Jeff's Afghan Diary: "Dad, Why Do You Have to Go?"
October 10, 2006
“Dad, why do you have to go? Couldn’t they send someone else?”
A fair question, coming as it was from my 11-year-old daughter’s mouth. It’s difficult for her to understand why her father will be sent to a country far away for more than a year, while she feels she needs him at home. Of course, every daughter, son, wife, husband, mother, father, sibling, or even in-law could ask the same question. For the thousands of Soldiers, Sailors, Marines and Airmen who have gone already, and for those who did not return, it’s a question that deserves an answer - not just from the government who sent them, but from those who elected to go by volunteering to join.
Today’s military is an all-volunteer force. President Nixon started it, and every president since has seen the wisdom of maintaining a professional military comprised of those who want to be in it. Vietnam showed our country that demanding citizens go and fight when they did not want to was a poor policy. This is not the case today. Every man and woman who proudly wears their uniform has chosen to do so. Including me. No one forced me to reenlist. In fact, I actively transferred from the Navy Reserves into the National Guard, increasing my chances of being mobilized.
The ongoing conflict in Iraq, part of the declared Global War on Terror, has become a considerable civic debate in this country. More citizens seem opposed to it than for it. Most people in America say they support the men and women in combat, but are against the war in general. And every citizen that also wears a uniform has to ask themself if it’s something they believe in, as well.
Unfortunately, I personally do not believe that the ideologues who perpetrated the horrible terrorist acts against our country will stop unless they are defeated. They hate us. They have hated us for a long time. Their hatred will not stop. Their hatred is not confined to our country - they seem to hate everyone and everything that does not acquiesce to their ideas of how the world should be run. They even kill those who profess to belong to their own religion. And they kill innocents - not just civilians, but women and children. Their ideology is brutal, on a level with Attila the Hun and Adolph Hitler. They are murderers.
Many papers, books and treatises have been written about what might constitute a “just war.” St. Augustine wrote about it, shortly after Christianity became the official religion of the Roman Empire. Other theologians have spoken out, including Rheinhold Neibuhr, the German theologian who urged the United States to get involved in World War II. My personal favorite is Dietrich Bonhoeffer, who threw in his lot with the small German resistance movement in World War II. Bonhoeffer saw Nazism as evil, and decided to fight against it. He was part of a conspiracy to kill Hitler, and was arrested, tried by the Nazis, and executed for treason. He was 41 at the time of his death.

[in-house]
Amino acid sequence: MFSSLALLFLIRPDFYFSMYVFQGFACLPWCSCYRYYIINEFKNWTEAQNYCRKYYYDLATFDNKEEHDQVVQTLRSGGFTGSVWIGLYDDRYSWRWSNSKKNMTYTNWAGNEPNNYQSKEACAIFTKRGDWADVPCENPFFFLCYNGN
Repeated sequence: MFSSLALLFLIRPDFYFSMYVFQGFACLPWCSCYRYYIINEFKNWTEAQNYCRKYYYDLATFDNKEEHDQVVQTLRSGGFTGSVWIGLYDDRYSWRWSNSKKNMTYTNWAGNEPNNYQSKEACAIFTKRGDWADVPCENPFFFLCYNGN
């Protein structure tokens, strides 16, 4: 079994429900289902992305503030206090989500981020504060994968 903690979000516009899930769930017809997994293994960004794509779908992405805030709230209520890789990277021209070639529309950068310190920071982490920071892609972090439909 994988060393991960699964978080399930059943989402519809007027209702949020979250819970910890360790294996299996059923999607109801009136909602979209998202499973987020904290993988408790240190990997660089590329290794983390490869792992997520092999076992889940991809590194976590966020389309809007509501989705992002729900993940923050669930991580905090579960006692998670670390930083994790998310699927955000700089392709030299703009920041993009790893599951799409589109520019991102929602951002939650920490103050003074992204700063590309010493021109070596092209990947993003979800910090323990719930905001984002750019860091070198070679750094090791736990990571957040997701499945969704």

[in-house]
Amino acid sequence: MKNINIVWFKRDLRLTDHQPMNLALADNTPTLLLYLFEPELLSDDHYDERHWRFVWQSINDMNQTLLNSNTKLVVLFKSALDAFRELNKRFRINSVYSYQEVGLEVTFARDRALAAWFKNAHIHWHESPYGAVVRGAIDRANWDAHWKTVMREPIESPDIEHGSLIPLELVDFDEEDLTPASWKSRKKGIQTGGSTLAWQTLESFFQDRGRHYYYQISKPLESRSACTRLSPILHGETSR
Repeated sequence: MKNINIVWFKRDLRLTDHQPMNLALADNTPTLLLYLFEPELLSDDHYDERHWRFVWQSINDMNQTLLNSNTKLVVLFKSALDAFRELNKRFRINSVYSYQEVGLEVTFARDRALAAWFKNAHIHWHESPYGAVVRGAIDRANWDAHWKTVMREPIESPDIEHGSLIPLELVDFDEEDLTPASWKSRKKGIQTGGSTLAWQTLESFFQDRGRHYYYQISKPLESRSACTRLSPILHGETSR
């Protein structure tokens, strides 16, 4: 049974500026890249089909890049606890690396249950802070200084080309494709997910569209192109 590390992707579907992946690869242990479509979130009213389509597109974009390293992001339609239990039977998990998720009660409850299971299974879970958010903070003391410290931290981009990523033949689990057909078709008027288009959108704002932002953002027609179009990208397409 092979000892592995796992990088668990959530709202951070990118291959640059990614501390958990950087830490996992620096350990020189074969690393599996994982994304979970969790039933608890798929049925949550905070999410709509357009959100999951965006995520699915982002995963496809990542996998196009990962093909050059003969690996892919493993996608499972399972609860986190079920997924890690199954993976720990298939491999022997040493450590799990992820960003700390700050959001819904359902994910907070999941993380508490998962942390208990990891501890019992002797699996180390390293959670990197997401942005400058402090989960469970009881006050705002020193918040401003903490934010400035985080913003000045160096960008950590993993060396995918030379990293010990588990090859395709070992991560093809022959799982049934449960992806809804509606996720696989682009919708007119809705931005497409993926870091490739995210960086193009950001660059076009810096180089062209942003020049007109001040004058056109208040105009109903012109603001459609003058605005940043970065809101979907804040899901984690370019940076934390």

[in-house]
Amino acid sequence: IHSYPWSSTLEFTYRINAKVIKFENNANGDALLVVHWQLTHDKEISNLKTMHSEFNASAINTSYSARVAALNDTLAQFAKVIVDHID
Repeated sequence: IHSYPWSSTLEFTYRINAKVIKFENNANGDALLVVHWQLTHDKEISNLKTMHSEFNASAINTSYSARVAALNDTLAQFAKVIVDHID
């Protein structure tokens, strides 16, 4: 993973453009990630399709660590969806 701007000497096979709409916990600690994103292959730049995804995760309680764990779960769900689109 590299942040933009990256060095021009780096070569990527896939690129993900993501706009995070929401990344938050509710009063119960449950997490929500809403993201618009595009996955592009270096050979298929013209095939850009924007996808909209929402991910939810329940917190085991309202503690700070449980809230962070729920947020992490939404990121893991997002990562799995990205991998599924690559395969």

When should we take up arms against our fellow human beings? Only when we have no other choice, and when those human beings will kill and continue to kill those who cannot defend themselves. This, to me, is the moral imperative - to fight for the oppressed.
In Abraham Lincoln’s time, our country was divided between those who considered slavery a moral outrage and those who claimed it as a right and law. Lincoln himself was ambivalent at first, but then decided slavery was immoral. However, the Civil War ultimately decided the issue, and now slavery is seen as an abuse of powerless persons, not only in this country, but across the globe.
Often, war changes how humanity sees itself. After the Civil War, America decided slavery was wrong. The war silenced any opposing voices, and now, it is almost universally felt that slavery was never right to begin with. But the war took a heavy toll of lives in this country.
War is often unjust, even when fighting for a just cause. The Allies killed hundreds of thousands of innocent civilians in Germany, and the United States killed hundreds of thousands of Japanese, including women and children, with the atomic bomb. It was considered the price that must be paid to win. However, today, the United States is taking greater pains to reduce what is called “collateral damage” in terms of civilian losses.
Military decisions are often based on more than simple strategic considerations. It may be easier to simply kill off anyone who may be suspected of collaborating with the enemy, but this tactic erases the moral high ground, creating even more enemies. Good leaders make good decisions, and our military needs good leaders who will choose what is right over what is expedient. If good and upright people avoid military service, the only ones left to make decisions will be those who will represent our cause poorly.
So I am committed to going, because I believe it is necessary. I hope I am doing the right thing. I hope I am the kind of person who will make good decisions while I am there. I hope that the results of our actions will make something positive in the world.
If you want to talk with someone in person, please feel free to call 212-864-5436
The Rev. Charles P. Henderson is a Presbyterian minister and
Executive Director of CrossCurrents.
He is the author of God and Science (John Knox Press, 1986).
A revised and expanded version of the book is appearing here. God and Science (Hypertext Edition,
He is also editor of a new book, featuring articles by world class scientists and theologians, and illustrating the leading views on the relationship between science and religion: Faith, Science and the Future (CrossCurrents Press, 2007).
Charles also tracks the boundry between the virtual and the real at his blog: Next World Design, focusing on the mediation of art, science and spirituality in the metaverse.